Planning radiotherapy for soft tissue sarcoma

Radiotherapy uses high energy rays to treat cancer. You have external beam radiotherapy for soft tissue sarcoma. This means directing radiotherapy beams at the cancer from outside of the body. 

When you have radiotherapy depends on what other treatments you are having for your sarcoma.

Planning your treatment

The radiotherapy team plan your external beam radiotherapy before you start treatment. This means working out the dose of radiotherapy you need and exactly where you need it.

Your planning appointment takes from 15 minutes to 2 hours.

You usually have a planning CT scan in the radiotherapy department.

The scan shows the cancer and the area around it. You might have other types of scans or x-rays to help your treatment team plan your radiotherapy. The plan they create is just for you.

Photo of a CT scanner

The radiographers tell you what is going to happen. They help you into position on the scan couch.

You might have a firm cushion called a vacbag or a mould (shell) to keep the treatment area still. This keeps the area still and makes sure that you have treatment to the exact same area each time.

The CT scanner couch is the same type of bed that you lie on for your treatment sessions. Tell the radiographers if you aren't comfortable.

Having the scan

The radiographers move the couch up and through the scanner. They then leave the room and the scan starts. The scan takes about 5 minutes. You won't feel anything. The radiographers can see you from the CT control area where they operate the scanner. 

Radiotherapy mould (shell)

Your team might make a mould (shell) for you to keep the treatment area very still. For example, you might have a mould over an arm or leg, or your head and neck, depending on where your sarcoma is. A mould for the head and neck area is also called a mask.

The process of making the mould can vary slightly between hospitals. It usually takes around 30 minutes.

A technician uses a special kind of plastic that they heat in warm water. This makes it soft and pliable. They put the plastic on to the area so that it moulds exactly.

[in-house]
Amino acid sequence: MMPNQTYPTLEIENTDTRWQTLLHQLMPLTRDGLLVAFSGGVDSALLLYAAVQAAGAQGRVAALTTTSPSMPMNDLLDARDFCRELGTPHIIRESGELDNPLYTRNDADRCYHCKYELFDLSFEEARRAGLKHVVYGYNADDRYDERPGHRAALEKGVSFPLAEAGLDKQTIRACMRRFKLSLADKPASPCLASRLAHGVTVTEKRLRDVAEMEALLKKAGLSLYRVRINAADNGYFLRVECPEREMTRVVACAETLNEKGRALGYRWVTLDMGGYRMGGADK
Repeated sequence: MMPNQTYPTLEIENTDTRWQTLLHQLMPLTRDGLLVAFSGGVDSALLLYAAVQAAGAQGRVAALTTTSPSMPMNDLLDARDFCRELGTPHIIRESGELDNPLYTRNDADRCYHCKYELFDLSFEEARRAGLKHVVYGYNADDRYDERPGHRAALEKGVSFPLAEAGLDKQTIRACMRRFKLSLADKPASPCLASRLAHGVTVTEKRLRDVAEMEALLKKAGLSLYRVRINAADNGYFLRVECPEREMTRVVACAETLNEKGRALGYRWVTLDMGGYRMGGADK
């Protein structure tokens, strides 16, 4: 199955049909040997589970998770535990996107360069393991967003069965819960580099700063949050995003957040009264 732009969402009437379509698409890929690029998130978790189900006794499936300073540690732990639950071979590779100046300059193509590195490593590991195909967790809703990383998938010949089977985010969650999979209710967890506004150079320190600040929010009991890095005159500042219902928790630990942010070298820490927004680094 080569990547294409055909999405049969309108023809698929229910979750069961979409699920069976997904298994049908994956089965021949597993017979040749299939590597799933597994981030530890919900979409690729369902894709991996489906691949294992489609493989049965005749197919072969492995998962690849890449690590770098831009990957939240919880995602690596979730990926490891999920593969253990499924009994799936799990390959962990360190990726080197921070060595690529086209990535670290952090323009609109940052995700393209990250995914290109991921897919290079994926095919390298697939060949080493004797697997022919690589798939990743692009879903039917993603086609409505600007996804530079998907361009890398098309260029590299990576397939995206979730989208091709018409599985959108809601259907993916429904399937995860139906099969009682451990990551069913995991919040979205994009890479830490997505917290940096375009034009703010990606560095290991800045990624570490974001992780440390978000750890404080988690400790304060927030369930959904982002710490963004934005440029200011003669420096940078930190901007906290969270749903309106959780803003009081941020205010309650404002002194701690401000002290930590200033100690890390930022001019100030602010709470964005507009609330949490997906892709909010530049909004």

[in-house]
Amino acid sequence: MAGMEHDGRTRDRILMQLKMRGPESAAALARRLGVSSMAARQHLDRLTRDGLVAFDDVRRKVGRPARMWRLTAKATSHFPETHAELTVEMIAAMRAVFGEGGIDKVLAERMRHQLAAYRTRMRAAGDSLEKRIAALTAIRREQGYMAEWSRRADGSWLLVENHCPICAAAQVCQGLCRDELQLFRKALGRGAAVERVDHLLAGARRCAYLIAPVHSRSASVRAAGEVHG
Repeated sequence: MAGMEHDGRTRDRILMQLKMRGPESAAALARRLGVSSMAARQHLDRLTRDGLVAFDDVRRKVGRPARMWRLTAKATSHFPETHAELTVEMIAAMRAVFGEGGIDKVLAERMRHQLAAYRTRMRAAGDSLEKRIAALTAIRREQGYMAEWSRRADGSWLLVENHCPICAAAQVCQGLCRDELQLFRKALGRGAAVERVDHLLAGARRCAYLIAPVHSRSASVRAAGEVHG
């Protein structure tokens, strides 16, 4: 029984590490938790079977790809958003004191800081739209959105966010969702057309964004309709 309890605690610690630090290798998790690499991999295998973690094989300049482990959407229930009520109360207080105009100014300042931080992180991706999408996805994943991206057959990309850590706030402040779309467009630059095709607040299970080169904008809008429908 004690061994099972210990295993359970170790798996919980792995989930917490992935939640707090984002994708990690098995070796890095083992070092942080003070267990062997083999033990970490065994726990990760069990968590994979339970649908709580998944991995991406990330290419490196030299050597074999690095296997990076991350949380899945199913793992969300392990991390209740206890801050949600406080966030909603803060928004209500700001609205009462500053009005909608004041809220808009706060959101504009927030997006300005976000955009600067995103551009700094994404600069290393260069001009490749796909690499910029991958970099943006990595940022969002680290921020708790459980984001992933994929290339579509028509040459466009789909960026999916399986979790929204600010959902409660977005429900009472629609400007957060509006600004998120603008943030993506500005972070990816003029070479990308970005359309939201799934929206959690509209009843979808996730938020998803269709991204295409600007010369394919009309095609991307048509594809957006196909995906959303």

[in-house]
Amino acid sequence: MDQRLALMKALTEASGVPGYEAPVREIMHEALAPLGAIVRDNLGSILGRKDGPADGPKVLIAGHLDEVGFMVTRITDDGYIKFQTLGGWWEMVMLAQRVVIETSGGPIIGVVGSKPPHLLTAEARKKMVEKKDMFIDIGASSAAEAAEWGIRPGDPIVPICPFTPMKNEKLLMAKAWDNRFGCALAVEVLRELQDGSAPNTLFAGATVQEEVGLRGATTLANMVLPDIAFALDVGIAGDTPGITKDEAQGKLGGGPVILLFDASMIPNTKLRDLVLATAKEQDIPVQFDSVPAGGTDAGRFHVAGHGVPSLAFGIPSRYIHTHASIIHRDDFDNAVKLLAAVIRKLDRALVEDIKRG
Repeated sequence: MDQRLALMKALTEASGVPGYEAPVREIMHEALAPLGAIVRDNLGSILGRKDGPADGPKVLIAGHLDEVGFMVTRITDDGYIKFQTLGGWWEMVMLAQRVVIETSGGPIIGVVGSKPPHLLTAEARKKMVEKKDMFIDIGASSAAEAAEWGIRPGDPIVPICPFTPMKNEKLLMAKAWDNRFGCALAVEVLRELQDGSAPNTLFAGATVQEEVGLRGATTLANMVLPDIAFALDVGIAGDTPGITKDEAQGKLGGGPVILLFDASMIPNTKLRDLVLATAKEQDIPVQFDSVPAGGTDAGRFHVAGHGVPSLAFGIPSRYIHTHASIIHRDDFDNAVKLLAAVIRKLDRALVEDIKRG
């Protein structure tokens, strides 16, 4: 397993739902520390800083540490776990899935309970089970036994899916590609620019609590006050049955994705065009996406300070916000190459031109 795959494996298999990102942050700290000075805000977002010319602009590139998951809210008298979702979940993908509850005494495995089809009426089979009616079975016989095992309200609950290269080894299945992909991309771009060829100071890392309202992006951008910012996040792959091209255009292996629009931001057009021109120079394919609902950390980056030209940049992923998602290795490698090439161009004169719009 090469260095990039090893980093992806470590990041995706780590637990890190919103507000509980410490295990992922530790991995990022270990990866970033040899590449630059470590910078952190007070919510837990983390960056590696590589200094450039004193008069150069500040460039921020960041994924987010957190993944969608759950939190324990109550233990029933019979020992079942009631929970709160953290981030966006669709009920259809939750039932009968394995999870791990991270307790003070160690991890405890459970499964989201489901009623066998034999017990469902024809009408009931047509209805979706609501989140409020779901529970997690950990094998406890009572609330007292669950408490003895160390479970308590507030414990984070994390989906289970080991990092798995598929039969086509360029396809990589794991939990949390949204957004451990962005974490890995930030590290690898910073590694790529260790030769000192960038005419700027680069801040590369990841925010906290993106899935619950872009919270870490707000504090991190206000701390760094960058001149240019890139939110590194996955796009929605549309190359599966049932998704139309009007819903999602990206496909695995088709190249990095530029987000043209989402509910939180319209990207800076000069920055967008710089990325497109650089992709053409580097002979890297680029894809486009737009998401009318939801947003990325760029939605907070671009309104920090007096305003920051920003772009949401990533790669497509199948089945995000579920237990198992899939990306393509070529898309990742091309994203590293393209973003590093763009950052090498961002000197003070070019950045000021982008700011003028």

After a few minutes the plastic gets hard. The technician takes the shell off and it is ready to use.

You might have the mould made before or during your planning session. 

Photograph of radiotherapy mould of a leg

Ink and tattoo marks

The radiographers make pin point sized tattoo marks on your skin, or marks on the mould. Or you might have marks on both your skin and the mould. These help to line up the radiotherapy machine for each treatment.

They may also draw marks around the tattoos on your skin with a permanent ink pen. This is so they are clear to see when the lights are low.

Photograph of radiotherapy tattoo marks

The radiotherapy staff tell you how to look after the markings. The pen marks might start to rub off in time, but the tattoos won’t. Tell your radiographer if that happens. Don't try to redraw them yourself. 

You may have a mould made to keep your arm or leg perfectly still. If you have a mould made the staff may make the radiotherapy markings on the mould instead of on your skin.

After your planning session

You might have to wait a few days or up to 3 weeks before you start treatment.

During this time the physicists and your radiographer doctor (clinical oncologist) decide the final details of your radiotherapy plan. They make sure that the area of the cancer will receive a high dose and nearby areas receive a low dose. This reduces the side effects you might get during and after treatment. 

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